By Carole Todd

We know that when kids are hungry, they struggle to learn. And when kids don’t learn, they can struggle in life. In Virginia, 1 out of 8 children are hungry. That means that 1 out of 8 children may not have the opportunity to live the best, most productive life possible.

Thanks to a group of hard-working volunteers from Holy Trinity Lutheran Church in Wytheville, families who need some extra food support at the Wytheville Minnick School can get a “lunch bag” filled with food for each weekend during the school year and during the summer session. And the best part about the program is that there is no eligibility requirement. If a family wants food, a family gets food.

“It’s difficult for hungry children to learn,” says Wytheville Minnick School Principal Cynthia Preuss. “Luther’s Lunch Bag helps us take care of the whole child.” She adds that about half of the school’s children receives the bags.

Each week volunteers assemble at the church to pack about 19 bags of food, which could rise to 26 or more before the year ends, says Lisa Alderman, member of the volunteer group. “The food corresponds with one of five menus,” says Judy Beaver, “is non-perishable and easy to fix – and most importantly family friendly.” Two favorites? Beanee Weenees and green beans. On long holidays volunteers pack additional treats in the bags.

Long-time church member and Luther Lunch Bag volunteer Maxine Dellinger jokes, “We’re Lutherans, we feed people.”

After the bags are packed, Dellinger brings them to the school, where Ashley Wright, the school’s counselor, oversees distribution. The core group of volunteers – Alderman, Dellinger, Nancy Johnson, Judy Beaver, Janice Shriver, Ann Laing, Anne B. Crockett Stark, Melissa Crockett, and Penny Matthews – makes sure that everything goes smoothly, from menu planning to overseeing volunteers to purchasing food to packing and delivery.

From left: Lisa Alderman, Judy Beaver, Janice Shriver, Maxine Dellinger, Nancy Jackson

From left: Lisa Alderman, Judy Beaver, Janice Shriver, Maxine Dellinger, Nancy Jackson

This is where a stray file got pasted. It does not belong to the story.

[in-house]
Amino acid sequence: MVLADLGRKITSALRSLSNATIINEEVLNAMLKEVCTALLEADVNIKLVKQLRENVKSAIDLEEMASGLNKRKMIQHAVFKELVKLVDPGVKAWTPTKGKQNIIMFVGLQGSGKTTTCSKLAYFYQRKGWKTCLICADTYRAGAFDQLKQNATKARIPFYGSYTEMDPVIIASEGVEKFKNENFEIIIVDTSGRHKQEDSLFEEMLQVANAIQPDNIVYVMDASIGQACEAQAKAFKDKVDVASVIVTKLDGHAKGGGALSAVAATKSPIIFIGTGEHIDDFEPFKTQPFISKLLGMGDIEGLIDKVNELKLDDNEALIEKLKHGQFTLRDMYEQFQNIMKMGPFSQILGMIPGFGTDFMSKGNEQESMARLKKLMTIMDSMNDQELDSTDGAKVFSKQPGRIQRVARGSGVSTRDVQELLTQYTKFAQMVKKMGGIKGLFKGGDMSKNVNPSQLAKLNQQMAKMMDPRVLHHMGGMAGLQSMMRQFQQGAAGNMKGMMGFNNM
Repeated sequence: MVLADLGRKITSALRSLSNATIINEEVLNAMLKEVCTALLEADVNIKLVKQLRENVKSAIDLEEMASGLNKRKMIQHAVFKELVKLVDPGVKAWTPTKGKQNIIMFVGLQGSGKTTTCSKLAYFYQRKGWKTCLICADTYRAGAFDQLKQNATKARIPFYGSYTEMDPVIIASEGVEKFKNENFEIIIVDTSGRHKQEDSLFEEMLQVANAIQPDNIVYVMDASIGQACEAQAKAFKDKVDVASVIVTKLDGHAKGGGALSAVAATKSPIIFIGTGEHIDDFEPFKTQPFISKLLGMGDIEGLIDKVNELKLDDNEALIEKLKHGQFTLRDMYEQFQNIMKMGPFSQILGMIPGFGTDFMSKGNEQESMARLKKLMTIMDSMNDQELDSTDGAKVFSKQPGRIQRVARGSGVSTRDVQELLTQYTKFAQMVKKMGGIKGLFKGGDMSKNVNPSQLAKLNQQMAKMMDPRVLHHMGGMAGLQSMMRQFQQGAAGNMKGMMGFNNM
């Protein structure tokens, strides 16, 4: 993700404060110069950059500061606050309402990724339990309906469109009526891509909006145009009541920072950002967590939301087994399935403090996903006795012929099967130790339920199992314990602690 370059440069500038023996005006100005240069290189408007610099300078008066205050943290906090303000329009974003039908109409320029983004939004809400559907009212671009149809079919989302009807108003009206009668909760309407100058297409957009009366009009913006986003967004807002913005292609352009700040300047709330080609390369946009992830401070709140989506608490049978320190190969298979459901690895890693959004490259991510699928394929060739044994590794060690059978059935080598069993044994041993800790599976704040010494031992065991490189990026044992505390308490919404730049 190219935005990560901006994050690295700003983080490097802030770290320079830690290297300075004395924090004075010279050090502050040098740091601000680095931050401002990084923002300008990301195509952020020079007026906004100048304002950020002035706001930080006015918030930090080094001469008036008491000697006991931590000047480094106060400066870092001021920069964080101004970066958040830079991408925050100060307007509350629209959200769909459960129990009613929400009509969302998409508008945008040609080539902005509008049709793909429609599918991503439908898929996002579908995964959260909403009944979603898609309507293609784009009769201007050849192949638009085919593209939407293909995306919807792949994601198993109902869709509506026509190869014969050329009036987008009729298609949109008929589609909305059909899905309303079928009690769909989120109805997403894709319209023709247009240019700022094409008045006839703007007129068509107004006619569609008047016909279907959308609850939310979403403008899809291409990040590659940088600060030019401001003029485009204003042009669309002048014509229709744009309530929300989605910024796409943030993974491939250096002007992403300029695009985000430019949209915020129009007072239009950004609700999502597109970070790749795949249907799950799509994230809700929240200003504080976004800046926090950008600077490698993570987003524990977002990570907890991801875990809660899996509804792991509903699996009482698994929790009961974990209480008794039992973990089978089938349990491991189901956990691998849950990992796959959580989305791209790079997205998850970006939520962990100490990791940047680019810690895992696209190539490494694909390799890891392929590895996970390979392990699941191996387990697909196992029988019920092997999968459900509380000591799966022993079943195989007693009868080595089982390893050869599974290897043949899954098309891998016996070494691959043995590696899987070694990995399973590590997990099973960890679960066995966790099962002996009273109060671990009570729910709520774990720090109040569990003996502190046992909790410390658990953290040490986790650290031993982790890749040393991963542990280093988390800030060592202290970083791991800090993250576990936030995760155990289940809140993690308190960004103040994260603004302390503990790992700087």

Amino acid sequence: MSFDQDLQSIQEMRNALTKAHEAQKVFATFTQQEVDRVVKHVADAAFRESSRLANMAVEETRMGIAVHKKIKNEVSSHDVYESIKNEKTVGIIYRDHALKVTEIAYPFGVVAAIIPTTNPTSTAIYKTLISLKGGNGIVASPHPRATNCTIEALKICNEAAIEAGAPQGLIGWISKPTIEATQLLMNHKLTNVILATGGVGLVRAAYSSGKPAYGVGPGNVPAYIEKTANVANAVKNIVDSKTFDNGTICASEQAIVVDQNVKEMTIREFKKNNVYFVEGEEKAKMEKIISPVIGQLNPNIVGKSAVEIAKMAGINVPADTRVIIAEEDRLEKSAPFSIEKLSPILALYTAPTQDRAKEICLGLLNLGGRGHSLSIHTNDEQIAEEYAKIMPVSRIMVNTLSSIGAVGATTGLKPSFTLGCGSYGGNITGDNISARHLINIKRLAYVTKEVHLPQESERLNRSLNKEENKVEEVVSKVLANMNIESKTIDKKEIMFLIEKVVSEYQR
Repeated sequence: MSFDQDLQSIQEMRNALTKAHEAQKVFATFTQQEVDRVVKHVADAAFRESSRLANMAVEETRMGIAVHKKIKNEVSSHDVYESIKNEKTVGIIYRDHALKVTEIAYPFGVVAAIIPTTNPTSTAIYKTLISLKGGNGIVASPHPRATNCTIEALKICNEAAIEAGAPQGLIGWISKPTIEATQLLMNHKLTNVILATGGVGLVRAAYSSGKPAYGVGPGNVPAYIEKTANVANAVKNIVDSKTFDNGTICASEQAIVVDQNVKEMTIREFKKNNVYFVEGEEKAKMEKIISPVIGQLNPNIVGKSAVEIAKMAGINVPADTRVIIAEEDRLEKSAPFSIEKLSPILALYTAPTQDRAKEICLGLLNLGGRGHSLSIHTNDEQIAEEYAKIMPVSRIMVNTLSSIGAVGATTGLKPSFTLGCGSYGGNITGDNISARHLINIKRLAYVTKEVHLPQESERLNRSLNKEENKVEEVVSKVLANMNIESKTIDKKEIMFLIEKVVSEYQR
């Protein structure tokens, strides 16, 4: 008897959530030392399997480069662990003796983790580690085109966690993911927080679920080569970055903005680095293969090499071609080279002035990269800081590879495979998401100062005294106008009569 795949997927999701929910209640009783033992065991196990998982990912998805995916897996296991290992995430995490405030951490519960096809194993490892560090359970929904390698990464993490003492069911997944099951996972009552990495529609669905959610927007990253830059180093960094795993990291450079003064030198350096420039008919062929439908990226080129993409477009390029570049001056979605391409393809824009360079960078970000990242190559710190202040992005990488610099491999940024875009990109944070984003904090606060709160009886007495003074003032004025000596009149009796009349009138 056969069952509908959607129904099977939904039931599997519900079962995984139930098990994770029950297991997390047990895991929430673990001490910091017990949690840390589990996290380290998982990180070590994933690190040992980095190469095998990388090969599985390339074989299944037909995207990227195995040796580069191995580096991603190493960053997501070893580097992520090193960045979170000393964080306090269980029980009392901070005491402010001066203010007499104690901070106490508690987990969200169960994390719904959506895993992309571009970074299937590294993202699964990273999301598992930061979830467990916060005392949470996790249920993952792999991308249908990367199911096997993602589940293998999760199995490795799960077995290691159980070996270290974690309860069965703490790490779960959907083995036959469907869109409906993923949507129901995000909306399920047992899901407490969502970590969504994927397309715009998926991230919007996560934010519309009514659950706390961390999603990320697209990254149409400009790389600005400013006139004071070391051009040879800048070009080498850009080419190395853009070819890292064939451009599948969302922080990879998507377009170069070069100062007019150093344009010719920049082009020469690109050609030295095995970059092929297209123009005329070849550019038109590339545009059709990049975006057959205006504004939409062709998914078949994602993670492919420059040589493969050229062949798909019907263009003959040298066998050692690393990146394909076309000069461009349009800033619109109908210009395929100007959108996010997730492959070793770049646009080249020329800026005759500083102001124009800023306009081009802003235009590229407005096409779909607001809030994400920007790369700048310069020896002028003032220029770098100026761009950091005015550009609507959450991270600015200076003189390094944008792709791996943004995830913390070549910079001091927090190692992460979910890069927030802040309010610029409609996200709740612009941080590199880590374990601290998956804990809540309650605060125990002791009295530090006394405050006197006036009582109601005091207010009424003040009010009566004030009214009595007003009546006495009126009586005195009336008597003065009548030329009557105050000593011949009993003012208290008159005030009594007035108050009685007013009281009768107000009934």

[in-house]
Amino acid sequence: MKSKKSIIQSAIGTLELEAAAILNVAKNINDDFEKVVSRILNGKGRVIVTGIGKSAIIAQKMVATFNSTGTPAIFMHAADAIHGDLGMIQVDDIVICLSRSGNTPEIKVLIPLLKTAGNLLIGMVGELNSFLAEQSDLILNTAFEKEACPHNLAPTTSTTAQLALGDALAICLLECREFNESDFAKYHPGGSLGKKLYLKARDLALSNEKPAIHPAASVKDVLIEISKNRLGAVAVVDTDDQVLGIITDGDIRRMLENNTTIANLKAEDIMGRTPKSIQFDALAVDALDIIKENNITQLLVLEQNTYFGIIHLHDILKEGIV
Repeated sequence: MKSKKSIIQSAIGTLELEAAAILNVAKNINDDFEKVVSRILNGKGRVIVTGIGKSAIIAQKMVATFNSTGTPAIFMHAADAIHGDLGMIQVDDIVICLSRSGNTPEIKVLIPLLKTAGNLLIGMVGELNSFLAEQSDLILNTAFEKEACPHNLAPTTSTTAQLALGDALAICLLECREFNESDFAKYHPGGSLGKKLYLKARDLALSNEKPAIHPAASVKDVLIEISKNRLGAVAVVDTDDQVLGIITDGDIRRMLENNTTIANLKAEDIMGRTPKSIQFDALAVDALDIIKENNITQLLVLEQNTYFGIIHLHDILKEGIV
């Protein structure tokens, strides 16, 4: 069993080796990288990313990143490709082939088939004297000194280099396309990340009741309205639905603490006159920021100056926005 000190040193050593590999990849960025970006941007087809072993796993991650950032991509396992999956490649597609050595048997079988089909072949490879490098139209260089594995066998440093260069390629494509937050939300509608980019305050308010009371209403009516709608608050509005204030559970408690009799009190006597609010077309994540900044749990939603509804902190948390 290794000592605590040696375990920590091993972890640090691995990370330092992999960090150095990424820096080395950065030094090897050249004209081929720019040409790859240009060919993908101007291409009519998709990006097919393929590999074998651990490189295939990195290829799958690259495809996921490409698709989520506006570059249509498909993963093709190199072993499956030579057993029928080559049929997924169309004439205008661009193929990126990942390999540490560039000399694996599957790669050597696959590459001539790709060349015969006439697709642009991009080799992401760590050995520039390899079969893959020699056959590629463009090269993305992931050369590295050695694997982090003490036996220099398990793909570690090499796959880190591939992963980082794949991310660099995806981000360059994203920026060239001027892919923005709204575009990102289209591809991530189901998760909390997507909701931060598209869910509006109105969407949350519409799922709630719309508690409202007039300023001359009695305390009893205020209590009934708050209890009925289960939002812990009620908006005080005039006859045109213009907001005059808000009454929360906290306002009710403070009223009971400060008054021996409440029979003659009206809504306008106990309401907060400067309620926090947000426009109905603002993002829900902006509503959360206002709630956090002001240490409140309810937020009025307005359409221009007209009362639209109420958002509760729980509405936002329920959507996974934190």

The scale is large and looks to keep growing. Last year 20 volunteers put in over 800 hours to pack 1,100 bags of food. Before the program started in July 2015, Holy Trinity volunteers looked to a couple of local programs, including the Micah’s Backpack program — a similar food ministry at St. Michael’s Lutheran Church in Blacksburg — for inspiration, administration and logistics. Ending childhood hunger is a big focus of the Virginia Synod, says LFS Development Coordinator Leah Hatcher, who serves on the Synod’s Virginia Feeds Kids task force. The task force was formed in 2014 to identify communities and children at greatest risk, educate Virginians about childhood hunger, and to encourage and advocate for expanded summer, weekend and breakfast programs in schools.

Although a grocery cart in the foyer of Holy Trinity fills up fast, the group still needs to supplement the bags by buying items from local stores and big boxes. A grant from Thrivent helps as does generous support from church members and contributions from local merchants. Ideally, the group would like to see the Lunch Bag program be self-sustaining. “Currently Luther’s Lunch Bag requires about $5,000 to operate, and the fund-raising and grant-writing required to support it also requires our volunteers’ time,” says Janice Shriver.

The food program is not the only way that Holy Trinity supports the Minnick School. They compile goodie bags for staff at Thanksgiving and other times throughout the school year. And, the congregation has welcomed students to the church to work as part of the school’s Community-Based Instruction program. Preuss says that the congregation’s support is amazing: “These are the kind of partners that you dream of.”

The kids receiving food? They just say, “You rock.”

Photo caption: Nancy Jackson, Maxine Dellinger, Lisa Alderman, Janice Shriver and Judy Beaver in the Luther Lunch Bag “trolley.”